For the last decade, Americans’ right to sue manufacturers whose products cause them injury or harm has been under attack. It’s been a quiet war, but it has been fierce, raging simultaneously in the courts, federal regulatory agencies, and Congress.
The conflict is over what is called agency preemption, and the fundamental question is whether and under what circumstances regulations by federal agencies may preempt – which is to say, trump – state laws allowing victims to bring suit against companies whose actions cause them harm.
The battle has received comparatively little media attention, but its eventual outcome could weaken health and safety protections for all Americans – not just the few who bring lawsuits. In the view of CPR Member Scholar Thomas O. McGarity, consumers stand to be the biggest losers. In his latest book, The Preemption War: When Federal Bureaucracies Trump Local Juries, McGarity explores the subject in a comprehensive fashion, demonstrating how the preemption battle affects the way citizens are protected from harm and companies are held accountable for damage they unlawfully cause.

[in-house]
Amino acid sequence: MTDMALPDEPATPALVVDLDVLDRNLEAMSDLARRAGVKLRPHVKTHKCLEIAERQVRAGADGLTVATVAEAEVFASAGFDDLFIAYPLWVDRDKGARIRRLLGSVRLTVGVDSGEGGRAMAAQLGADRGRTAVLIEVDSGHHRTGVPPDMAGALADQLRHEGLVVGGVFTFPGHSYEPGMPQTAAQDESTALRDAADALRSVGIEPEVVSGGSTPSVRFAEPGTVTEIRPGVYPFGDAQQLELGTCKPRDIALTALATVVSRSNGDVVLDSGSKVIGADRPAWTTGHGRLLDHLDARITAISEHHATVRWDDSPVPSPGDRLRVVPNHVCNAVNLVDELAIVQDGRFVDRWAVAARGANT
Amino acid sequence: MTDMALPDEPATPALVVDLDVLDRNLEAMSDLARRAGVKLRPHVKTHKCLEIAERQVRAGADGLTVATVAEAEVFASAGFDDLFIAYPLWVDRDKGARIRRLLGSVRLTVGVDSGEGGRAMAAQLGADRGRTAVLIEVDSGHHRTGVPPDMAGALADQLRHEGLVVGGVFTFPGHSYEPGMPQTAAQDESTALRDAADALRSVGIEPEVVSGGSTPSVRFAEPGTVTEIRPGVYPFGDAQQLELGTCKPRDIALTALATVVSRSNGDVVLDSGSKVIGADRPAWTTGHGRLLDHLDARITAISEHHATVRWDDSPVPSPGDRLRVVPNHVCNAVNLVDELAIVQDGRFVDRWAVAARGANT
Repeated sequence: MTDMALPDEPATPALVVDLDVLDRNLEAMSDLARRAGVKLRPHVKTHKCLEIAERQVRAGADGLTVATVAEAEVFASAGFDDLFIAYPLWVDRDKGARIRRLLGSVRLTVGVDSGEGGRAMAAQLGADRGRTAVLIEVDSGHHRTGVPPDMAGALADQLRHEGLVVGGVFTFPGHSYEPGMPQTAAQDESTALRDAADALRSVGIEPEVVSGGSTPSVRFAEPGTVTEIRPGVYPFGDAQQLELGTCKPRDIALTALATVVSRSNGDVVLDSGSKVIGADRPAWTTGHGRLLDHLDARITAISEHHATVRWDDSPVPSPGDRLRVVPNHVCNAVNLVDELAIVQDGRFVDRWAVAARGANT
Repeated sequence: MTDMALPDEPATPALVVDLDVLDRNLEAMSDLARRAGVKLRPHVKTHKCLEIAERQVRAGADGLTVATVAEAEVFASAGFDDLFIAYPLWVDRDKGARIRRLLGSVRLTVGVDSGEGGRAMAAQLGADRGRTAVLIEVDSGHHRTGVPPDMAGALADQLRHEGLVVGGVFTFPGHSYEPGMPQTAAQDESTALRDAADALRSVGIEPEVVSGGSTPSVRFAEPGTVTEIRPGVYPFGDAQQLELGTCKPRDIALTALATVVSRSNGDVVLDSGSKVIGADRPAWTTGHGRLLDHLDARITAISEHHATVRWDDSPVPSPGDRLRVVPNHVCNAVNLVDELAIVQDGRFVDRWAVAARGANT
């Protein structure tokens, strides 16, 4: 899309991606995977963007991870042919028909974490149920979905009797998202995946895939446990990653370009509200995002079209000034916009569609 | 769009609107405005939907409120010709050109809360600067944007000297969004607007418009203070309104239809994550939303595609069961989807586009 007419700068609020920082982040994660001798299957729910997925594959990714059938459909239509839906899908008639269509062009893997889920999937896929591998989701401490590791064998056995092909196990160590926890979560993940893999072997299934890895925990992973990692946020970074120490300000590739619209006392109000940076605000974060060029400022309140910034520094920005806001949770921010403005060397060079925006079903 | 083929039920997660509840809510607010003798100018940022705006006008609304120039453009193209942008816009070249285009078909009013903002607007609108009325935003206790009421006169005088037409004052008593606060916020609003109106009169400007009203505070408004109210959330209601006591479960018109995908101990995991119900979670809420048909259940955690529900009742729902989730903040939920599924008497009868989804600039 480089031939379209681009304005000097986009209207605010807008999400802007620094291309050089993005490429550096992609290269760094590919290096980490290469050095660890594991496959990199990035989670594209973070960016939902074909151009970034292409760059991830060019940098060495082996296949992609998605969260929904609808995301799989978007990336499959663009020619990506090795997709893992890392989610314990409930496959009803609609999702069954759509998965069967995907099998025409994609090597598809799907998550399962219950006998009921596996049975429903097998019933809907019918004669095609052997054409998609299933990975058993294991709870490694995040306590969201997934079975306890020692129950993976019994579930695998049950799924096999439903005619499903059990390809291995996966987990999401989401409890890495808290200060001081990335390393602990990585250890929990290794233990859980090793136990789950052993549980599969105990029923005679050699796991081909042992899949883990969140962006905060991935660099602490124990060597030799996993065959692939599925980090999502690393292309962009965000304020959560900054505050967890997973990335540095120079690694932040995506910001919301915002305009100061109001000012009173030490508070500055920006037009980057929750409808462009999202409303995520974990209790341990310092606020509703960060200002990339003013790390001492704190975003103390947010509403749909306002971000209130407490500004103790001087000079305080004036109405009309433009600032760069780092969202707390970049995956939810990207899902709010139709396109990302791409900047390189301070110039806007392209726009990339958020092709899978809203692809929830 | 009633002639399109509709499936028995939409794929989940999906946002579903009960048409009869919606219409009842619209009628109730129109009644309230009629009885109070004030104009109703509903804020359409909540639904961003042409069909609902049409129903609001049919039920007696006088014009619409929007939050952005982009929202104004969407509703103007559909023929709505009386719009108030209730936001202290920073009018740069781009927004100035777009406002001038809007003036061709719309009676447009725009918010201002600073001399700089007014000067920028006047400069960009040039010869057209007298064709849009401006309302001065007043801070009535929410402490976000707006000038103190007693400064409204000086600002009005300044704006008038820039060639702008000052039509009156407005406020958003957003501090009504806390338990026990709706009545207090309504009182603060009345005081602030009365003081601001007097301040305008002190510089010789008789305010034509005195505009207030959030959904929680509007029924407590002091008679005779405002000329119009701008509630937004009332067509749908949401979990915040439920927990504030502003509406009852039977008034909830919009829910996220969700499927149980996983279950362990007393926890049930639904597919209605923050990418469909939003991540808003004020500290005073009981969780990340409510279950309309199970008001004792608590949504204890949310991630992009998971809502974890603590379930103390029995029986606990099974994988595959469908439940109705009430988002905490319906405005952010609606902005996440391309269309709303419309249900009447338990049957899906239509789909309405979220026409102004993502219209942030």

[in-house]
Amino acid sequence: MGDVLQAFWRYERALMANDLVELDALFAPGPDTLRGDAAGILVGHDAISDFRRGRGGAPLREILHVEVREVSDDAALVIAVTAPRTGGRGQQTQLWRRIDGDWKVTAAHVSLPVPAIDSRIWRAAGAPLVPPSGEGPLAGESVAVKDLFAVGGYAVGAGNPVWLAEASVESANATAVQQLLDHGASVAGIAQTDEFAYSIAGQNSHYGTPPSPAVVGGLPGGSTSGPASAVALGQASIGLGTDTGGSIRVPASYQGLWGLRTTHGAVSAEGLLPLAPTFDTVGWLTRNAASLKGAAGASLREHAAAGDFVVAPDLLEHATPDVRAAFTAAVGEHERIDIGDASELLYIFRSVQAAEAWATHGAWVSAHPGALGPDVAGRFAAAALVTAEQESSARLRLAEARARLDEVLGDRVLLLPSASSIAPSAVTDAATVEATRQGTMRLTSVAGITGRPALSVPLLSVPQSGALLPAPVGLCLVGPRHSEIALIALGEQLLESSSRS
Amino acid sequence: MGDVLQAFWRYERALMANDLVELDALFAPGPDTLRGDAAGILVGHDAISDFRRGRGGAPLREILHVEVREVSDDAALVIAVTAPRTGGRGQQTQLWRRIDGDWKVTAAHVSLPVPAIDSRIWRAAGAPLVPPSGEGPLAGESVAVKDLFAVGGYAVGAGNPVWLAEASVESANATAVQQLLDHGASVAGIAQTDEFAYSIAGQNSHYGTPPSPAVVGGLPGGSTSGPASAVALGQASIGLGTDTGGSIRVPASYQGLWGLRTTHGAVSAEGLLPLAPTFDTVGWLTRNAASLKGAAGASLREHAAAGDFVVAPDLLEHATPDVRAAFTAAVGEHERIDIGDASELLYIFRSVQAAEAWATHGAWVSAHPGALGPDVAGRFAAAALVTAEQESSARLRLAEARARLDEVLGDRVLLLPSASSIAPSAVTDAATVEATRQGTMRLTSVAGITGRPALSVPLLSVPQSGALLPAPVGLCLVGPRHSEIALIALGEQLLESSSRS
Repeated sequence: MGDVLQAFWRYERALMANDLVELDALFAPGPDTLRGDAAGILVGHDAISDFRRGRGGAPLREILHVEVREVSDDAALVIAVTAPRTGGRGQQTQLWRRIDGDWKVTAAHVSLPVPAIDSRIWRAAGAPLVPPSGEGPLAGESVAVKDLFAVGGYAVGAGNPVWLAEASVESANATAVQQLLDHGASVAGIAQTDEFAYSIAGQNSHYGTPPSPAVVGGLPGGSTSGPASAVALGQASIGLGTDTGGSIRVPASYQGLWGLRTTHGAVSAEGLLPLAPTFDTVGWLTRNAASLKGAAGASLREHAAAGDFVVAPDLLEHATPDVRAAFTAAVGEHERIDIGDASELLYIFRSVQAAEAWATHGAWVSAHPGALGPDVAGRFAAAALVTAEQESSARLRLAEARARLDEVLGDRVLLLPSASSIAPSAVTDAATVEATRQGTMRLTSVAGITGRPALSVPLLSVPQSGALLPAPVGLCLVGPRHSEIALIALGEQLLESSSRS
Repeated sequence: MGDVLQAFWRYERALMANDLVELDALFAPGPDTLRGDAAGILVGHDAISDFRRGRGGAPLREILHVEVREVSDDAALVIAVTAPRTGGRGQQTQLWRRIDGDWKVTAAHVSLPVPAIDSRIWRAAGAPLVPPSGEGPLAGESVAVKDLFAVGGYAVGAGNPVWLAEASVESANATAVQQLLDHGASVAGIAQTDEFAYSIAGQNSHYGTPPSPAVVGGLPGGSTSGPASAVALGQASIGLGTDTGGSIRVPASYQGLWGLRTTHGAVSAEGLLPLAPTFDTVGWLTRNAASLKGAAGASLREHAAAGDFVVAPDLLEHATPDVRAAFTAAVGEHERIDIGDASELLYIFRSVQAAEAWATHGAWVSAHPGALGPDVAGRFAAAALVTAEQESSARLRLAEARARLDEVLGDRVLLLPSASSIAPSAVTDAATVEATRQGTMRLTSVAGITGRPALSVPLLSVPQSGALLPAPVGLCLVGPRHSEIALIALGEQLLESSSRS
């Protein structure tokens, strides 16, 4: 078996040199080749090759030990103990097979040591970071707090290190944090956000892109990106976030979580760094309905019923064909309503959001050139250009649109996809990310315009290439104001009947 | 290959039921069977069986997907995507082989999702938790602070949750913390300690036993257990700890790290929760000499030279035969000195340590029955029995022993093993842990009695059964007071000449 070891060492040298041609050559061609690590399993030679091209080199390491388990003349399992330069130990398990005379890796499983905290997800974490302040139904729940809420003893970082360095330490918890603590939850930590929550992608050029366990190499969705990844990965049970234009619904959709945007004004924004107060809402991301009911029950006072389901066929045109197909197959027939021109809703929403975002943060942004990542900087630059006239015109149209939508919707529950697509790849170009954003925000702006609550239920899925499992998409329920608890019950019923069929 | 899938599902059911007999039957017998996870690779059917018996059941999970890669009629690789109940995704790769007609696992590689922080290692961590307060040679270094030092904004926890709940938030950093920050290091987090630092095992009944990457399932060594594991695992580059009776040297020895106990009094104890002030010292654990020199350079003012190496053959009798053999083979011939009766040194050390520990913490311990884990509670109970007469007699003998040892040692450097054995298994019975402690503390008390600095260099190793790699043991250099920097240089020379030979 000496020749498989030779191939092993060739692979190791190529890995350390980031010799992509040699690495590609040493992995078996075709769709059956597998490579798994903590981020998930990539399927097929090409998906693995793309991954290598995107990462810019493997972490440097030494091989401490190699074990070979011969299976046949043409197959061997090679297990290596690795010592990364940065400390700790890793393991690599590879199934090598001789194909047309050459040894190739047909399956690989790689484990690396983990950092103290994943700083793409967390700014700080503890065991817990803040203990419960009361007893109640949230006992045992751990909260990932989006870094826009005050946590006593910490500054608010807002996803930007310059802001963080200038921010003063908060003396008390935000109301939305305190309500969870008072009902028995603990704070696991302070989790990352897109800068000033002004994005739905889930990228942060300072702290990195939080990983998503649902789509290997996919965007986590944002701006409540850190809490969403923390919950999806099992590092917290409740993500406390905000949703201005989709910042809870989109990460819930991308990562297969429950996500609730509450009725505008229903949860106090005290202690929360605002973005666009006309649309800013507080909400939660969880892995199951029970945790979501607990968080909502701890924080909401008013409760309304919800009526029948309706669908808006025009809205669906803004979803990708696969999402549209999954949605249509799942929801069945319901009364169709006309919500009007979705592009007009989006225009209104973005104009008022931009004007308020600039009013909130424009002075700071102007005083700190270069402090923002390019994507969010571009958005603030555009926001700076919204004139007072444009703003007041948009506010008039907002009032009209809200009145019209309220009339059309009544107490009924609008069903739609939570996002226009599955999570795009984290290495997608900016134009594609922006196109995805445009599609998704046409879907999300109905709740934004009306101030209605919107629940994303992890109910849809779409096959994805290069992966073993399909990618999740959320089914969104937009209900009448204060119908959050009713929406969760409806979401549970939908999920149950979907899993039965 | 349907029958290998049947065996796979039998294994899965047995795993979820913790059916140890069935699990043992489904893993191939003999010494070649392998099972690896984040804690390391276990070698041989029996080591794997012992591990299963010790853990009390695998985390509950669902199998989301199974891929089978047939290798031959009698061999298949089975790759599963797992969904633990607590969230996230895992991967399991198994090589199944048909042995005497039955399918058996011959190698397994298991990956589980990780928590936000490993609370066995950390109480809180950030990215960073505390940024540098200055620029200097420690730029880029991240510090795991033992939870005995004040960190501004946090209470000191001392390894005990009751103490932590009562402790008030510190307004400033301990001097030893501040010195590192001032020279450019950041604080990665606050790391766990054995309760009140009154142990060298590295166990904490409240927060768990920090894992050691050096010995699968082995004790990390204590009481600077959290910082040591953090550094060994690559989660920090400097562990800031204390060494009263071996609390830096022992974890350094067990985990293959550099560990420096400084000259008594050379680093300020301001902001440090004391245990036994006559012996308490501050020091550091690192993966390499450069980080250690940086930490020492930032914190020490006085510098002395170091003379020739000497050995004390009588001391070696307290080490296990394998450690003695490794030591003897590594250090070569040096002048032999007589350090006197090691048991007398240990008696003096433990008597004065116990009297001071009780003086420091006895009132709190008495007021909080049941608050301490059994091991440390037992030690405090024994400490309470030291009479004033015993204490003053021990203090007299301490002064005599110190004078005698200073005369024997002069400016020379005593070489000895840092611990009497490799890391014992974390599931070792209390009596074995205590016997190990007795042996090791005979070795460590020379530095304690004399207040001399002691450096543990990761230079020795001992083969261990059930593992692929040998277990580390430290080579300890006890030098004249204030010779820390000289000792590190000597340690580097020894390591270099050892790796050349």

Published by Yale University Press, The Preemption War offers scholars and policymakers a full analysis of the legal and policy issues at stake in the debate, and it brings into sharp focus the impact of preemption on the lives of people involved in actual lawsuits. McGarity highlights the arguments for and against preemption and suggests guidelines for resolving difficult issues in a variety of contexts.
About the Author
Thomas O. McGarity holds the Joe R. and Teresa Lozano Long Endowed Chair in Administrative Law at the University of Texas in Austin. He is a member of the board of directors of the Center for Progressive Reform, and the immediate past president of the organization. He is the author of Reinventing Rationality: The Role of Regulatory Analysis in the Federal Bureaucracy and the coauthor of Workers at Risk, The Law of Environmental Protection and Bending Science: How Special Interests Corrupt Public Health Research.